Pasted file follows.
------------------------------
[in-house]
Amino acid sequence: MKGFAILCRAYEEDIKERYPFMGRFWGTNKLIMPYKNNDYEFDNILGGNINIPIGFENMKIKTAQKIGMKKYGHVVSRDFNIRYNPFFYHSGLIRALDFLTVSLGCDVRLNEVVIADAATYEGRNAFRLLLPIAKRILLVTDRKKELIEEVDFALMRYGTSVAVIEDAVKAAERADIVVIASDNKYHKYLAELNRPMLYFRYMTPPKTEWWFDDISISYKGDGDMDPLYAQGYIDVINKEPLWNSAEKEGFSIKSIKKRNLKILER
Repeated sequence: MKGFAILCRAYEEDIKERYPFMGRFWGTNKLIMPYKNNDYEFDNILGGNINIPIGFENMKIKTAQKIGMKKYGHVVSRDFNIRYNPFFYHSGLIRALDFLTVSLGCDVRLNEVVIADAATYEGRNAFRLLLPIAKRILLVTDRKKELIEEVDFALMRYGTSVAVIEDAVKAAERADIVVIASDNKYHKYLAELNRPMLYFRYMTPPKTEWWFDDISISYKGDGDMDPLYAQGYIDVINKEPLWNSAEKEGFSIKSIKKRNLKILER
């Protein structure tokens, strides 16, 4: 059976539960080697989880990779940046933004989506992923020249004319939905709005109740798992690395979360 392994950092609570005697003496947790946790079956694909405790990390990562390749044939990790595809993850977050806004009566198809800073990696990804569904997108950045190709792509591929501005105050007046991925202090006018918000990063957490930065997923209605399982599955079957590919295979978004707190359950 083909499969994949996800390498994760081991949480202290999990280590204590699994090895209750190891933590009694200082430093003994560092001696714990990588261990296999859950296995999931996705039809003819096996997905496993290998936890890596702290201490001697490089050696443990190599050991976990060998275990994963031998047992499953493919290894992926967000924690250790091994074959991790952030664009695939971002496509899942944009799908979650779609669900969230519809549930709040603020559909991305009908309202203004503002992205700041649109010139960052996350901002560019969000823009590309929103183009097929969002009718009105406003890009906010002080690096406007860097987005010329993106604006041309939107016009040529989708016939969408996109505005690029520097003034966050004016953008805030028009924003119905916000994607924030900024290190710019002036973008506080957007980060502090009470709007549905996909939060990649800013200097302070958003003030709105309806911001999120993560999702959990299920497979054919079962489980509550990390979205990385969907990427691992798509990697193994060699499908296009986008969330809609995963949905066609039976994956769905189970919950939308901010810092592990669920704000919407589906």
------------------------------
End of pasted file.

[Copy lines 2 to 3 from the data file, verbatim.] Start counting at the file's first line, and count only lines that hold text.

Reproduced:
Amino acid sequence: MKGFAILCRAYEEDIKERYPFMGRFWGTNKLIMPYKNNDYEFDNILGGNINIPIGFENMKIKTAQKIGMKKYGHVVSRDFNIRYNPFFYHSGLIRALDFLTVSLGCDVRLNEVVIADAATYEGRNAFRLLLPIAKRILLVTDRKKELIEEVDFALMRYGTSVAVIEDAVKAAERADIVVIASDNKYHKYLAELNRPMLYFRYMTPPKTEWWFDDISISYKGDGDMDPLYAQGYIDVINKEPLWNSAEKEGFSIKSIKKRNLKILER
Repeated sequence: MKGFAILCRAYEEDIKERYPFMGRFWGTNKLIMPYKNNDYEFDNILGGNINIPIGFENMKIKTAQKIGMKKYGHVVSRDFNIRYNPFFYHSGLIRALDFLTVSLGCDVRLNEVVIADAATYEGRNAFRLLLPIAKRILLVTDRKKELIEEVDFALMRYGTSVAVIEDAVKAAERADIVVIASDNKYHKYLAELNRPMLYFRYMTPPKTEWWFDDISISYKGDGDMDPLYAQGYIDVINKEPLWNSAEKEGFSIKSIKKRNLKILER